Given that this all started with an X-Men crossover generating the question I’m attempting to answer, I wanted to look at the two most recent, most similarly structured X-Men stories to help me envision how X of Swords might shake out from an ordering standpoint. So let’s look at one final chart, with this one looking at how the combined performance of the titles that comprised X-Men: Messiah Complex and X-Men: Second Coming shook out.
This structure seems to work! Related X-Men titles – namely, Uncanny X-Men and X-Men/X-Men Legacy, in particular – saw consistent, significant gains when fused together in an X of Swords-like structure. Granted, those stories were legitimately half as long as the upcoming crossover, but still! That’s worth noting. Beyond that, there was minimal impact to the long-term fate of related titles, with five of the six titles I looked at 8 even seeing higher orders on the first issue out of the crossover than the two that preceded it. It seems as if these stories genuinely led to individual titles discovering other X-Titles and shops adjusting orders accordingly. To label it in a way that is far too on the nose: it’s uncanny.
Now it’s worth noting that it’s been a long time since either of those events – Second Coming is a decade old now! – and that they behave differently than standard events, because the tie-ins are the event here. But these interlaced crossovers in the X-Men line seem to result in real wins for participating titles, both with readers and retailers.
In X of Swords, though, the strength of this flavor of X-Men crossover is coming into direct conflict with other trends we’ve examined here to a degree. It will be interesting to see how it plays out, because X of Swords is simultaneously a test case to all three trends I’ve looked at here: the quality of the story being important; that events haven’t led to significant gains in recent years; and that X-Men crossovers generally lead to wins for everyone.
Again, X of Swords is by far the longest X-Men crossover yet, and it’s being released during a pandemic and economic crisis. Many of the individual issues are also very expensive. That’s a tough ordering environment. It’s a noisy as heck situation, and one where an unexpectedly poor performance could be easy to explain. But on the surface, this mega-story seems as if it could be a bellwether for the potency of events and crossovers, if only because of how well it operates within the confines of the ideas I’ve laid out here. How will it play out? We’ll find out in about a year, but I think it will do fine once you factor in that Hickman Heat.
All that said, as much as each of these trends are worth mentioning, I do want to note this: while I don’t think I was completely wrong with my jumping off point theory for event tie-ins, having looked at it, I do think these kinds of crossovers are worth the risk for publishers. Even now, they can have a considerable impact, if the project they’re connected to is worthwhile. 9 They seem like they can lead to increased interest on the retailer level – if consumers are behind it, of course – and if the stories work well, attrition can slow and titles can see post event gains. Pair that with the high ceiling of the potential impact during the event, and I’m going to say tying in to events is a net positive overall for individual comics, even if they don’t always feel like it.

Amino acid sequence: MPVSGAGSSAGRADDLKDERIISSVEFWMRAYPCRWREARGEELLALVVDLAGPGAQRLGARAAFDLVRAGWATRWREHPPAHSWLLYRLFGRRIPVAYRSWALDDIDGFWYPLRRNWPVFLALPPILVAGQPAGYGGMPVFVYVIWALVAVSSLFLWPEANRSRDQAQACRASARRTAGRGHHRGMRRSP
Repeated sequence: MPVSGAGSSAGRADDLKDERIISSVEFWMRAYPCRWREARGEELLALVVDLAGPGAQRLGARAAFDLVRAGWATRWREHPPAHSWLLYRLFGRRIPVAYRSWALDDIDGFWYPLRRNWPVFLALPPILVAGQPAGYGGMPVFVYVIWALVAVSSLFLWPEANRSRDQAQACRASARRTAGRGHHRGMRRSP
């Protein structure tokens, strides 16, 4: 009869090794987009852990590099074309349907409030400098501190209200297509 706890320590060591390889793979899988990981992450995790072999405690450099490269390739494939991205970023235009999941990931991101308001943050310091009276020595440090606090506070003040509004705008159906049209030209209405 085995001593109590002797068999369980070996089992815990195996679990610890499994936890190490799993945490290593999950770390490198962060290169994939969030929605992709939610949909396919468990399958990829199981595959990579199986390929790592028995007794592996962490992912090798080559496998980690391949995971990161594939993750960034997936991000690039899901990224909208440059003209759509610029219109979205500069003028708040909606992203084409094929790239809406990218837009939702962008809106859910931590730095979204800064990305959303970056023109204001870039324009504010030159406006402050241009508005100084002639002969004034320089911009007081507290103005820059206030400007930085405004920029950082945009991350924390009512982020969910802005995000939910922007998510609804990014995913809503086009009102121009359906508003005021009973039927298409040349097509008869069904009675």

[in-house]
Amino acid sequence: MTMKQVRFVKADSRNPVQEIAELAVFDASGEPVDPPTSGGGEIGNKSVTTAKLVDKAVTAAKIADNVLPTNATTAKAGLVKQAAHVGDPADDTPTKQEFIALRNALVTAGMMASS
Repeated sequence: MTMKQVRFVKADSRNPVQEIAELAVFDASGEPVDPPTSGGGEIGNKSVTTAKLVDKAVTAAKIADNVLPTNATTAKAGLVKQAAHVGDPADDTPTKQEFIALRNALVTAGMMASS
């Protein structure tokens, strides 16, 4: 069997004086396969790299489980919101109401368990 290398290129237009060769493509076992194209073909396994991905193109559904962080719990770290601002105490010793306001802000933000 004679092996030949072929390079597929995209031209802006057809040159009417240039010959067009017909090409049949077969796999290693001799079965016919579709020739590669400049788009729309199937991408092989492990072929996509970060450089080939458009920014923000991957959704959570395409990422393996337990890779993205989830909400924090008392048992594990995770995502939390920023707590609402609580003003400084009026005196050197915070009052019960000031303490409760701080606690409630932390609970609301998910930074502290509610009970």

Well, more specifically, it’s 22 chapters long with two prelude issues.↩
Like Layla Miller, I like to know things.↩
You might be wondering: where is Secret Wars? Well, that had tie-in titles, but those titles replaced all of the existing books, making it impossible to have apples to apples comparisons.↩
The reason there is if I exclusively looked at A-list titles, these numbers would be far more resilient, showing less drop off. If I only looked at lower tier ones, it’d be more severe. Balance was necessary.↩
Forever Evil is going to get picked on a lot here, but I should note, it had a very small amount of tie-ins, and two of them ended quickly after the event did. It’s a bit of an oddball from history.↩
That was, again, Venom going from tying into War of the Realms to its connection with Absolute Carnage.↩
Lower tier titles, which used to see tying in to events as a life raft, are sometimes dramatically harmed by them now.↩
One tie-in from each of these two stories were almost immediately relaunched after the crossover concluded, thus why it’s only eight.↩
Here’s something to consider: maybe have fewer events, Marvel and DC! It would likely result in higher quality and a greater impact to these tie-ins. Just a thought.↩